As we exited 101 and took old Route l, I was immediately charmed with the chain of volcanic "plug dome" peaks, the unique step-stone volcanic formation. They make up such unforgettable picturesque view that I got hooked on them and I knew I'd be returning again and again. Local people call these peaks "7" or "9" peaks, depending on how many of the peaks are included in the count. Whatever the count is, it is a looming sentinel guard isle, known as Morro Rock. In 1542, a Portuguese navigator Juan Rodriquez Cabrillo, called it "El Morro", as it resembled the turbaned head of the Moor. "El Morro" replaced the Chumash word "lisamu" meaning a shrine on the coast. I can only visualize how Morro Rock looked originally, because photographs of the isle were only available after the 1890s. The isle became the main source of quarry for sea transportation. What we see today should be 581 ft or 177 meters in height, but is now a wrecked isle after centuries of quarrying to provide materials to construct breakwaters. The practice was finally called off when the U.S. Congress listed it as a State Landmark. However, the isle still stands firm in magnificent shape and color, attracting visitors, such as myself, a foreigner from Japan. Today, the area is a sanctuary and the serene bay view - with sand dunes, rows of anchoring yachts and boats - is unbeatable when compared to other marinas.

6. Nishinagato Resort Beach

Upon our return to Japan from the U.S., we sold our house in Tokyo and relocated to Kitakyushu. Kiyoko, my wife's sister, took us to the Kanmon Strait lookout where we enjoyed watching large boats cruising the narrow strait of one kilometer under the Kanmon Bridge. Moji Port nearby reminds us at night, of San Diego Harbor, as we see Shimonoseki well-lit across the strait. In San Diego, you'd see naval vessels instead, sometimes even an aircraft carrier such as the Kitty Hawk.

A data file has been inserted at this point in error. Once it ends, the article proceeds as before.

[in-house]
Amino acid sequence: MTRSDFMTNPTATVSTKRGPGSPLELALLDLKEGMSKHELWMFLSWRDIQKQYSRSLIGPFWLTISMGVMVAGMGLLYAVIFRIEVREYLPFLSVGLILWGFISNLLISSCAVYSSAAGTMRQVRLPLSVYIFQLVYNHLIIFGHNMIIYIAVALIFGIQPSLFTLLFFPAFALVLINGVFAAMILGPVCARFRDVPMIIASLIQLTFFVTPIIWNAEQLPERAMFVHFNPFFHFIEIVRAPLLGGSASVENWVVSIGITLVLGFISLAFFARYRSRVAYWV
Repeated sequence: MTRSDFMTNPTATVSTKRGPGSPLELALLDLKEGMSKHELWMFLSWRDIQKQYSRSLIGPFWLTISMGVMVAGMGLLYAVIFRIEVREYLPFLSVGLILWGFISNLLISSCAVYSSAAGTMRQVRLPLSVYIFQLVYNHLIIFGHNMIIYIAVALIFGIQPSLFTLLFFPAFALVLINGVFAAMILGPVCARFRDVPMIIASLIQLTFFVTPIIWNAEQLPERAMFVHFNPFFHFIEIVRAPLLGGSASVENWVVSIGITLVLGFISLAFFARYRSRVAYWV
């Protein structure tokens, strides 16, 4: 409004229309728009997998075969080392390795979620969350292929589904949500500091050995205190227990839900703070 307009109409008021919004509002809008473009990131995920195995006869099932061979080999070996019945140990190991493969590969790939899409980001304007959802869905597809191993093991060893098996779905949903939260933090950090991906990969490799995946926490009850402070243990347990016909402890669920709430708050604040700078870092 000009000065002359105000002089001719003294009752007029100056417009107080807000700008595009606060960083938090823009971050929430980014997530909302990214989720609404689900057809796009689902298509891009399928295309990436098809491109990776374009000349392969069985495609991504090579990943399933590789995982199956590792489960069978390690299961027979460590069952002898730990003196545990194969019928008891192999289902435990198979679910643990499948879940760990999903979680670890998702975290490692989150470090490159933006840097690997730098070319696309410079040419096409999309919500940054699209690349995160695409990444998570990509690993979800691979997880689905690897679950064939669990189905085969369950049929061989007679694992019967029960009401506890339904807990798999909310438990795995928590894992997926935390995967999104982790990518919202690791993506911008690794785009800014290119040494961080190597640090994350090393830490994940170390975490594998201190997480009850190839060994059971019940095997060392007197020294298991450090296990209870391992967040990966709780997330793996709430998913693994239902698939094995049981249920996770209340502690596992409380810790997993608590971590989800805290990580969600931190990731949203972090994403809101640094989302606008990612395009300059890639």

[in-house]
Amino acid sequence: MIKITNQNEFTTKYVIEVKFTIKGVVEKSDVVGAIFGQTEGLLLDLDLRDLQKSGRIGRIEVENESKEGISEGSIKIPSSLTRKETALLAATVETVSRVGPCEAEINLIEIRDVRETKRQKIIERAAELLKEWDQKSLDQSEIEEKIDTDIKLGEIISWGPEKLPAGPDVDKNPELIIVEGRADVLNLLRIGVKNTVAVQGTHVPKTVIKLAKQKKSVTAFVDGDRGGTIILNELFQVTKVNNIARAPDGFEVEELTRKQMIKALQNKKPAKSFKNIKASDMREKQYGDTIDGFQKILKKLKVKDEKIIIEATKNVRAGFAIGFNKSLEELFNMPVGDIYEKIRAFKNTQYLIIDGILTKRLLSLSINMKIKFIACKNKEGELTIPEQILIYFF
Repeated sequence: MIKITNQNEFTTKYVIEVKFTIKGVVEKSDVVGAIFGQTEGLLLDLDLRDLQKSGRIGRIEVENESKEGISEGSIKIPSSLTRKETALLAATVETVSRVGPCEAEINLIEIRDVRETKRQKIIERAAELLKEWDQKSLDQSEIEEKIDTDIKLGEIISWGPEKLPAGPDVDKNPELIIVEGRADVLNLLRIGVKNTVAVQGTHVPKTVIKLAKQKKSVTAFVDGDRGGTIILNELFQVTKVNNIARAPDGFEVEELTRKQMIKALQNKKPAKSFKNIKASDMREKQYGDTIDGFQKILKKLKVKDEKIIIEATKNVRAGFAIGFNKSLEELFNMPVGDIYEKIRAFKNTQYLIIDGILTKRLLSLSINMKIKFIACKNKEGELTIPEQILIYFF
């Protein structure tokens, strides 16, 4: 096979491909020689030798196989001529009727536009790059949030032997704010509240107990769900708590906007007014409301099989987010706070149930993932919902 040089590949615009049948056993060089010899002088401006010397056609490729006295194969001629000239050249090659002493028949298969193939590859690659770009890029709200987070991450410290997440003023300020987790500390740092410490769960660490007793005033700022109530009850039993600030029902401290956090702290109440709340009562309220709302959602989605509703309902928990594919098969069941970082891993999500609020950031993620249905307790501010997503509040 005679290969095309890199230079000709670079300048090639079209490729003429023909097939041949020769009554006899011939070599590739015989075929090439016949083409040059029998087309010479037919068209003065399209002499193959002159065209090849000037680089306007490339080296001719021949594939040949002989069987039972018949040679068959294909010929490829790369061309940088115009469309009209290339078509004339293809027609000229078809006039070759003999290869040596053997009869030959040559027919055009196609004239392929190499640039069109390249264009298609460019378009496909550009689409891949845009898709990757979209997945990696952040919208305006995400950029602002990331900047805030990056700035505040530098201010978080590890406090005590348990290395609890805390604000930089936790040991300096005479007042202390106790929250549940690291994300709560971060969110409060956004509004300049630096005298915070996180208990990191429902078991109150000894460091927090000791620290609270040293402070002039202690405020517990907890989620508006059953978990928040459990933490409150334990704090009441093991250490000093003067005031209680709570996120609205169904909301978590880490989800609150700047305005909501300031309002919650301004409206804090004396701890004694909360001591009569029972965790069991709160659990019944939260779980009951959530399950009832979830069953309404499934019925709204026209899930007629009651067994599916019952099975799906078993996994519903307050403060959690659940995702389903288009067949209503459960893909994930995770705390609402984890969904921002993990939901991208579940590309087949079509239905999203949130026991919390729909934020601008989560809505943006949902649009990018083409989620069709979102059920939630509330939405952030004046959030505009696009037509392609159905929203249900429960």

Kiyoko also gave us rides to nice beaches here and there in Kyushu, but whenever we had the chance, we returned to Nishinagato Resort Beach. It takes 2-1/2 hours to get to crossing the Kanmon Strait and driving up on the Japan Sea side of the very southern end of mainland Japan. This is our 10th year anniversary living in Kyushu and we have made more than a dozen visits, including our Golden Wedding Anniversary last year. We have taken our son from New York as well as our granddaughter from Santa Barbara and they both just loved that beach. There is a small island called Tsuno-(horn) Shima in front which protects the Nishinagato Beach from the outer Genkai Ocean, from the sometimes fierce winds and waves from Siberia. A bridge was built seven years ago and crossing it feels like driving over the Chesapeake Bay. The color of the ocean is emerald green and gorgeous. I can only compare it to Nago Beach of Okinawa or the Phuket Island beaches facing Andaman Sea. You see nothing but the wide-angled open sea from the Resort Hotel and the hot springs of the hotel.

These are the Summer Memories I treasure.